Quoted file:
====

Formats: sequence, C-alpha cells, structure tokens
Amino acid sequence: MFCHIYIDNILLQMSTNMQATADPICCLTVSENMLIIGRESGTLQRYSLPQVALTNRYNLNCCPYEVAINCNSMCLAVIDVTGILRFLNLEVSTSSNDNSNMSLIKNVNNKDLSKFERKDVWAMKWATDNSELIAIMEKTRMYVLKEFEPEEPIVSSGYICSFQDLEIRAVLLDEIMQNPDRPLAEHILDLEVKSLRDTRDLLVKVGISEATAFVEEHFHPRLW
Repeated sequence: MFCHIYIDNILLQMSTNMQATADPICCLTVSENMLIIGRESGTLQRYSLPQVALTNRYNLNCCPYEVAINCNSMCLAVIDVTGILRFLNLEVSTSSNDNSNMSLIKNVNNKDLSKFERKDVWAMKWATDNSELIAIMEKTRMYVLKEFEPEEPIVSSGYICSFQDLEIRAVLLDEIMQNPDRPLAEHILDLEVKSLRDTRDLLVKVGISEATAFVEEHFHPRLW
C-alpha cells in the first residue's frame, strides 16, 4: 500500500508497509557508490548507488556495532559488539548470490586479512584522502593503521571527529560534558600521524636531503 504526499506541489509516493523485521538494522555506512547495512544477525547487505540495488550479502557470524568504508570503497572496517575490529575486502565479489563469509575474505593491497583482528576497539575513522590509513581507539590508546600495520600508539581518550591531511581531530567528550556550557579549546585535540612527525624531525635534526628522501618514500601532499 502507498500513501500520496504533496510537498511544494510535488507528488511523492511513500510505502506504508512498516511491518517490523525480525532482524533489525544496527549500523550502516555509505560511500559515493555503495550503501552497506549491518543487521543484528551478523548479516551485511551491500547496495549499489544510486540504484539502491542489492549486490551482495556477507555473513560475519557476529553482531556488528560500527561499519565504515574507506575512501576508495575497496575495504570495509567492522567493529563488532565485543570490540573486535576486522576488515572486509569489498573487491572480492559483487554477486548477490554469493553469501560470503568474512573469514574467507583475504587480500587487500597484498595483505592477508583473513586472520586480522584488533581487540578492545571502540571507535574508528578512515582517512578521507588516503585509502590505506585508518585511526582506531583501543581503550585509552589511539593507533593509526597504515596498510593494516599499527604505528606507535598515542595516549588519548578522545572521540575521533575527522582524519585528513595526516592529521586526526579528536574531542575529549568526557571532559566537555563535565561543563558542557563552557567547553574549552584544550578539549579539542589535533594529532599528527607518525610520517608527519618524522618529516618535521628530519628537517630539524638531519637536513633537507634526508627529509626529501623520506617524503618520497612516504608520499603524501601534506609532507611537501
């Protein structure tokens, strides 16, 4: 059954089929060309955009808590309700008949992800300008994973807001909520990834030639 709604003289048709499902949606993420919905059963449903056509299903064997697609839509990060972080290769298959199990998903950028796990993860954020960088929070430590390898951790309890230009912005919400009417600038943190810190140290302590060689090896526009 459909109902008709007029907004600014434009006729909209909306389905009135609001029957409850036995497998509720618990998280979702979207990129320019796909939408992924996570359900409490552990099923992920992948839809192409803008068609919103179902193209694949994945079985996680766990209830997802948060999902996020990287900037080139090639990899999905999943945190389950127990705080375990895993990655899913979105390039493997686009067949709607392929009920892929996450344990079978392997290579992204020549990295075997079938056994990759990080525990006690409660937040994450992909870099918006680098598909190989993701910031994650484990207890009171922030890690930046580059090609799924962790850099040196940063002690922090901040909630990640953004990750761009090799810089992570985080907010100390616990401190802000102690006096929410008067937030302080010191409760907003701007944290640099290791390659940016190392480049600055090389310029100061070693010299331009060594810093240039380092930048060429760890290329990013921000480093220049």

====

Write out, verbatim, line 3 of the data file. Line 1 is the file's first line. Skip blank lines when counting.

Repeated sequence: MFCHIYIDNILLQMSTNMQATADPICCLTVSENMLIIGRESGTLQRYSLPQVALTNRYNLNCCPYEVAINCNSMCLAVIDVTGILRFLNLEVSTSSNDNSNMSLIKNVNNKDLSKFERKDVWAMKWATDNSELIAIMEKTRMYVLKEFEPEEPIVSSGYICSFQDLEIRAVLLDEIMQNPDRPLAEHILDLEVKSLRDTRDLLVKVGISEATAFVEEHFHPRLW